Code to control QCopter

Discussion in 'Build & Tune' started by mikmas, Feb 3, 2019.

  1. mikmas

    mikmas New Member

    I build my own QCopter but i have a huge problem to write software to control him :). I tried a lot of stabilisation code from various projects, but none works good enough. My friend recommended me ArduPilot, because it’s software works good and smooth in a lot of projects. But repository is HUGE and code have mixed functionality so surgical excition only this part responsible only for calculate engines power to fly correctly is too hard for me.

    I need function or library where i provide to this pitch and roll angles from gyroscope (and accelerometer parameters if need), yaw, pitch, roll
    and throttle where i want to fly and on output i gets 4 values (e.g. 0-1000) that represents engines power i must set to move (or hover in the air if pitch and roll are 0). Could anyone send me this? Project is blocked about month because of this problem

    Sorry for my bad english
  2. wafflejock

    wafflejock Well-Known Member

    Try to explain more generally what you're trying to accomplish and might be able to point you in the right direction. This is a pretty good list of FC firmwares available with some advantages and disadvantages

    If I have a better idea of the high level goal might be able to understand what level of control you're looking for and how you want to send the control signals to the quad or if you're trying to go for something on board instead of remote (would advise at least having RC as override/failsafe).
    GJH105775 likes this.
  3. mikmas

    mikmas New Member

    I don't know how to explain more precisely what I want to achieve. It must be able to stabilise to hover in the air - it doesn't have to stay in place at all costs. Just not to fall and not to run away in any direction. Just stay like simplest qcopters can. Second is to fly at direction i point. I order him to fly forward? Pitch to few degrees and function should count how to slowly move forward. Not aside, not spin. Everything like in simplest quadcopters. i provide him yaw, pitch,roll,throttle and i get engines power values that force device to stay (if pitch and roll are 0) or fly in pointed direction. Smooth and accurate are adventages. Would be great if calculation function can handle lacks in balance. Tests are made in windless room and low altitudes (~1m, more i will be too scared for first times :D)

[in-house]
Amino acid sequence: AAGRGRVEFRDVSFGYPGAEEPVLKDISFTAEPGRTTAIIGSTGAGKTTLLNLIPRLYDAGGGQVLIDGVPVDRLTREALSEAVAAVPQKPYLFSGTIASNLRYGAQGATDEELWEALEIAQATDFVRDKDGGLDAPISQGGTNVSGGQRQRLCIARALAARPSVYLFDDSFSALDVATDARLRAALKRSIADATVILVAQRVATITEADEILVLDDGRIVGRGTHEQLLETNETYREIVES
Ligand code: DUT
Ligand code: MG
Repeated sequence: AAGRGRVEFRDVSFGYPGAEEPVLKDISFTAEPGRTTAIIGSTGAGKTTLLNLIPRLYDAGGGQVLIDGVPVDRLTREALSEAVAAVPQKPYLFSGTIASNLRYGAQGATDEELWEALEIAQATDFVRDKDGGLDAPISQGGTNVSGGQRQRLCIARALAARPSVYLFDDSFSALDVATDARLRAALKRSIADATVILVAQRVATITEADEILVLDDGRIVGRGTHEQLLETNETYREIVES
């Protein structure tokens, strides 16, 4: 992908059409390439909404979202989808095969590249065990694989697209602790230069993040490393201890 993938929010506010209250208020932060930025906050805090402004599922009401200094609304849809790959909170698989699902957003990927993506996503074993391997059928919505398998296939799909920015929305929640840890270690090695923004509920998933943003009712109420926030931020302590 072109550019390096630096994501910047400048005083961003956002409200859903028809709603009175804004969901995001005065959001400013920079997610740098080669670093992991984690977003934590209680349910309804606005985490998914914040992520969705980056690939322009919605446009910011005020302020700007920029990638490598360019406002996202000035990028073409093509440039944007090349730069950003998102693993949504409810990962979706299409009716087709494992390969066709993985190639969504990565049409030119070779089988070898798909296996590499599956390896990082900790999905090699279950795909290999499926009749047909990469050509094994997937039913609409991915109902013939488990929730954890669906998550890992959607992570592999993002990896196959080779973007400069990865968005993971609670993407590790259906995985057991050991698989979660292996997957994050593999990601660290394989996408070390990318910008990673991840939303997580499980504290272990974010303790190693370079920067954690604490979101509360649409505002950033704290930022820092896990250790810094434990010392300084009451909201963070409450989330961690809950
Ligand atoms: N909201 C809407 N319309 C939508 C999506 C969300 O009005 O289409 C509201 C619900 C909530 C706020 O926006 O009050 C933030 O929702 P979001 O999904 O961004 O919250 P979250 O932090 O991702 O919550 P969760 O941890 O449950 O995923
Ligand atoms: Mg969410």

I think ways of control doesn't matter, because actually it's made and works fine. Main computer gets direction and power, which needs to be gain. Only thing i need is to turn word into body and calculate input (Y/P/R/THROTTLE) into device motion by set properly engines power
  4. wafflejock

    wafflejock Well-Known Member

    Okay would help to know what quadcopter you're trying to do this with as well. There are ready to fly systems like the tello shown here:

    That make it easy to start sending control signals to a quadcopter and have self leveling by default. All quadcopters can do self level to some degree, but some have extra sensors aside from gyro/accelerometer like ultrasound or infrared or barometer or GPS (or all of the above) to get distance/velocity/acceleration measurements when trying to hold position. Typical cheap quadcopters or even those running betaflight without extra sensors will do a fine job staying in the air but not in a solid locked position hover (without a good pilot, even in ideal conditions like you say no wind etc.) unless they have those extra sensors hookedup and configured.

    PixHawk parts/firmware is probably your best bet for up to date hardware/software that allows remote control from a computer. Sounds like you also want telemetry where the quadcopter reports back to the computer, but this is basic at best for most quadcopters (usually only sending the received signal strength indicator or RSSI). Betaflight mostly assumes you will use on screen display (OSD) for getting all the information from the flight controller sent back to you visually in FPV goggles.

    Just about any flight controller can read signals sent as PWM which even a simple MCU like the Atmel chips on the Arduino can send out (or a raspberry pi or anything else with PWM outputs), so you could always send in control signals that way but there are better solutions like pixhawk or ardupilot or iNav more intended for the purpose of being computer controlled.

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